Volatile exchange rates also create exchange rate risk for international investors. Consider the following example. Suppose in October 2004, a U.S. resident decides to invest (i.e., save) $10,000 for the next year. Given that the U.S. dollar had been weakening with respect to the Danish krone for several years and since the interest rate on a money market deposit was slightly higher in Denmark at 2.25 percent compared to the 1.90 percent return in the United States, the investor decides to put the $10,000 into the Danish account. At the time of the deposit, the exchange rate sits at 5.90 kr/$. In October 2005, the depositor cashes in and converts the money back to U.S. dollars. The exchange rate in October 2005 was 6.23 kr/$. To determine the return on the investment we can apply the rate of return formula derived in Chapter 4 "Foreign Exchange Markets and Rates of Return", Section 4.3 "Calculating Rate of Returns on International Investments" and Chapter 4 "Foreign Exchange Markets and Rates of Return", Section 4.4 "Interpretation of the Rate of Return Formula":
The rate of return works out to be negative, which means that instead of making money on the foreign deposit, this investor actually loses $317. Had he deposited the $10,000 in a U.S. account, he would have had a guaranteed return of 1.90 percent, earning him $190 instead.
By depositing in a foreign account, the depositor subjected himself to exchange rate risk. The dollar unexpectedly appreciated during the year, resulting in a loss. Had the dollar remain fixed in value during that same time, the foreign return would have been 2.25 percent, which is larger than that obtained in the United States.
Thus fluctuating exchange rates make it more difficult for investors to know the best place to invest. One cannot merely look at what the interest rate is across countries but must also speculate about the exchange rate change. Make the wrong guess about the exchange rate movement and one could lose a substantial amount of money.
There are some ways to hedge against exchange rate risk. For example, with short-term deposits, an investor can purchase a forward contract or enter a futures market. In these cases, the investor would arrange to sell Danish krone in the future when the deposit is expected to be converted back to dollars. Since the future exchange rate is predetermined on such a contract, the rate of return is guaranteed as well. Thus the risk of floating exchange rates can be reduced. However, for long-term investment such as foreign direct investment, these types of arrangements are more difficult and costly to implement.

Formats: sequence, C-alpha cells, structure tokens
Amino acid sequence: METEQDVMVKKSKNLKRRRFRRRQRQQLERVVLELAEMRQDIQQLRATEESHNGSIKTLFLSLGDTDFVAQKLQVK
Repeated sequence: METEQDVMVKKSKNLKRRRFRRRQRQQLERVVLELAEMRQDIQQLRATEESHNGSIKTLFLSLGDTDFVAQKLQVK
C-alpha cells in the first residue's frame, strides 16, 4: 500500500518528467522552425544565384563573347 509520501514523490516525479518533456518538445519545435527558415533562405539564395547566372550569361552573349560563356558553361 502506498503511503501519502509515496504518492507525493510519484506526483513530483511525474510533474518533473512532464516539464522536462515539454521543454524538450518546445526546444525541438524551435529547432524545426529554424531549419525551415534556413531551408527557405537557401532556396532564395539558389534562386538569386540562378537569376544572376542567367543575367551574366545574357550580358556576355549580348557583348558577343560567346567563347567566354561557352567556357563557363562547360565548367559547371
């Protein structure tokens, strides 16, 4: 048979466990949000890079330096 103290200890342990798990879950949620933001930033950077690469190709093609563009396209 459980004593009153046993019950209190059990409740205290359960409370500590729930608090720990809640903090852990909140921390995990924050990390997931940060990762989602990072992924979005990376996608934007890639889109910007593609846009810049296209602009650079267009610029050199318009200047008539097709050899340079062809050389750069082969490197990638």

On the face of it, floating exchange rates would appear to be riskier than fixed rates since they are free to change regularly. For this reason, countries may choose fixed exchange rates to reduce volatility and thus to encourage international trade and investment.
The problem with this perception is that it has not worked out this way in practice. A 2004 International Monetary Fund (IMF) studyPeter Clark, Natalia Tamirisa, and Shang-Jin Wei, “Exchange Rate Volatility and Trade Flows—Some New Evidence,” International Monetary Fund, May 2004, http://www.imf.org/external/np/res/exrate/2004/eng/051904.pdf. notes that on average, during the 1970s, 1980s, and 1990s, the volatility of fixed exchange rates was approximately the same as that of floating rates. There are two reasons this can occur. First, a currency fixed to another reserve currency will continue to float against other currencies. Thus when China pegged its currency to the U.S. dollar, it continued to float with the dollar vis-à-vis the euro. Second, it is common for fixed currencies to be devalued or revalued periodically, sometimes dramatically. When this happens, the effects of volatility are concentrated in a very short time frame and can have much larger economic impacts.
The second thing noted by this study is that volatility had only a small effect on bilateral international trade flows, suggesting that the choice of exchange rate system on trade flows may be insignificant. However, the study does not consider the effects of volatility on international investment decisions. Other studies do show a negative relationship between exchange rate volatility and foreign direct investment. But if these results were true and fixed exchange rates are just as volatile as floating rates, then there is no obvious exchange system “winner” in terms of the effects on volatility. Nevertheless, volatility of exchange rate systems remains something to worry about and consider in the choice of exchange rate systems.
Jeopardy Questions. As in the popular television game show, you are given an answer to a question and you must respond with the question. For example, if the answer is “a tax on imports,” then the correct question is “What is a tariff?”
Between 2007 and 2008, the U.S. dollar depreciated significantly against the euro. Answer the following questions. Do not use graphs to explain. A one- or two-sentence verbal explanation is sufficient.